Seven – Great Investors Know The Risk of Ruin, But Also The Fat Pitch
To produce abnormal returns, you usually have to take abnormal risk. With risk, comes the chance of ruin. In this sense, great investors walk a very thin rope connected between two very tall buildings — one called risk and the other called return. But this is why the fat pitch is important. Great investors seem to know their fat pitch. And they sit. And they sit. Until suddenly, there it is. The fat pitch is the investment that, in their eyes, has the best returns with lowest risk and it can afford to be a larger than usual position. This is not easy to do or spot, but many great investors have made their career one or two fat pitches.
Eight – Great Investors Research and Think Before Believing
Each day, new pieces of information are thrown at us, books are being published, people are selling services and products, and the news is always looking to provoke the next big talking point. Great investors are rarely swayed in either direction when it comes to this. From what I’ve seen, great investors have a sound process of research, but more importantly a passion for that research. Some of the best investors I know actually get angry when they see certain things being thrown around that are obviously wrong, but people were too lazy to do their own research. They take it personally because they actually did the research first before blindly believing.
Nine – Great Investors Understand Time
There are no get rich quick schemes. There are no hidden secrets. Everything a great investor will accomplish whether it’s an aggressive stock pick strategy or a day trading algorithm is accomplished over time. Understanding the long game, the journey, and the process over 30, 40 or 50 years is something that has to be planned out and constantly baked into the decision-making process. Markets are not going anywhere and they have existed since the dawn of civilization. No one day makes a new trend. No great investor got rich in one night. Things are built over time.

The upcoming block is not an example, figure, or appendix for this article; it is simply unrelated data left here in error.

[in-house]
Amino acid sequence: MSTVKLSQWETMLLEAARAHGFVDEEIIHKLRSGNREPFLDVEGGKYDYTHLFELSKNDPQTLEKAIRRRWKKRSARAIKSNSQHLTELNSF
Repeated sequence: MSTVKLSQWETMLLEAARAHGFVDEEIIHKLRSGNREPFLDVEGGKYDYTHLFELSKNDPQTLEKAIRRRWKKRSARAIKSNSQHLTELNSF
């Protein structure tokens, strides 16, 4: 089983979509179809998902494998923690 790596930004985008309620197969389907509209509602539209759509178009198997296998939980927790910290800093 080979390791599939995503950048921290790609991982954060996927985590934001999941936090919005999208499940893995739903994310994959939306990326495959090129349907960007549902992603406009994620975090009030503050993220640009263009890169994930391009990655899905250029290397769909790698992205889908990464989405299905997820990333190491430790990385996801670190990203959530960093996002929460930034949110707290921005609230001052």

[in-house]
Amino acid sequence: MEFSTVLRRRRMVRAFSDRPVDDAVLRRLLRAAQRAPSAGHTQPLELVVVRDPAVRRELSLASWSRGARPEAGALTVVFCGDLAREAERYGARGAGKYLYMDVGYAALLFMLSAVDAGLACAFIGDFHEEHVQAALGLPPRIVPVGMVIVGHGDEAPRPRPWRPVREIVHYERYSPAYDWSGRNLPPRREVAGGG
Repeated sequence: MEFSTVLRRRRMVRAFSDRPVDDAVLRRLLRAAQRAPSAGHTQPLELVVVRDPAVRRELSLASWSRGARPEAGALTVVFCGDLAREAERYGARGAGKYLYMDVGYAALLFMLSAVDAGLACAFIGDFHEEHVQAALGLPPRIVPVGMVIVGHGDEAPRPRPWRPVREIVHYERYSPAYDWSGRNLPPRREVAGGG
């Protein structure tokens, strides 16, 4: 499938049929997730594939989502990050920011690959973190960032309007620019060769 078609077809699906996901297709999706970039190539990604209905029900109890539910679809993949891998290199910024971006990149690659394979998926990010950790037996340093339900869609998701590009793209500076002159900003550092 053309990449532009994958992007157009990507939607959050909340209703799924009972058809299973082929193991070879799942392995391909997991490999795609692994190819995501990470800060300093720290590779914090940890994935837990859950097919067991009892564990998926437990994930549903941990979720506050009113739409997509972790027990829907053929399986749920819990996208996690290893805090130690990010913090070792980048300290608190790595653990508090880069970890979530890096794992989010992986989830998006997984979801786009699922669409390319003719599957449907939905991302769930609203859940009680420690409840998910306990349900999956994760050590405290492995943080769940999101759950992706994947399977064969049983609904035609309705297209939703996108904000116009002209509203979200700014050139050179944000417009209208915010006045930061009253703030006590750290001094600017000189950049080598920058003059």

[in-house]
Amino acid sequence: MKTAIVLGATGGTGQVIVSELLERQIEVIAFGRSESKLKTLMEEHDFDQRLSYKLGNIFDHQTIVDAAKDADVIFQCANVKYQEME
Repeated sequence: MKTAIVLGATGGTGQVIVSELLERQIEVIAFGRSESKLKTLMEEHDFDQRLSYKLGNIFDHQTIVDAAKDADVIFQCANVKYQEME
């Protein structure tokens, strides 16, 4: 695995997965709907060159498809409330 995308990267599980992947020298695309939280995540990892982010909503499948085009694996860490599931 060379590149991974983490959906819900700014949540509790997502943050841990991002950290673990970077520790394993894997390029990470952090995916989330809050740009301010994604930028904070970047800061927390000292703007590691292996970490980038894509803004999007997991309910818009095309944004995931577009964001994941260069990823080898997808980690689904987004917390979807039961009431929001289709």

Ten – Great Investors Understand The Basics
This should go without saying, but actually, you will be surprised by how many people are investing or moving money around today and could not tell you what Free Cash Flow means in two or three sentences. Great investors understand some aspect of basic business operations because they have run their own, studied other companies or learned about it through the years from their own work.
Thanks for reading and I hope you enjoyed this first draft. I still have some work to do on it. Most of my insights are derived from reading about the greats, meeting many smart investors throughout my years in the industry, and also things I have learned first hand managing my own portfolio. You can read the inspiration for this post here from Michael Mauboussin or leave a comment if you have anything else to add.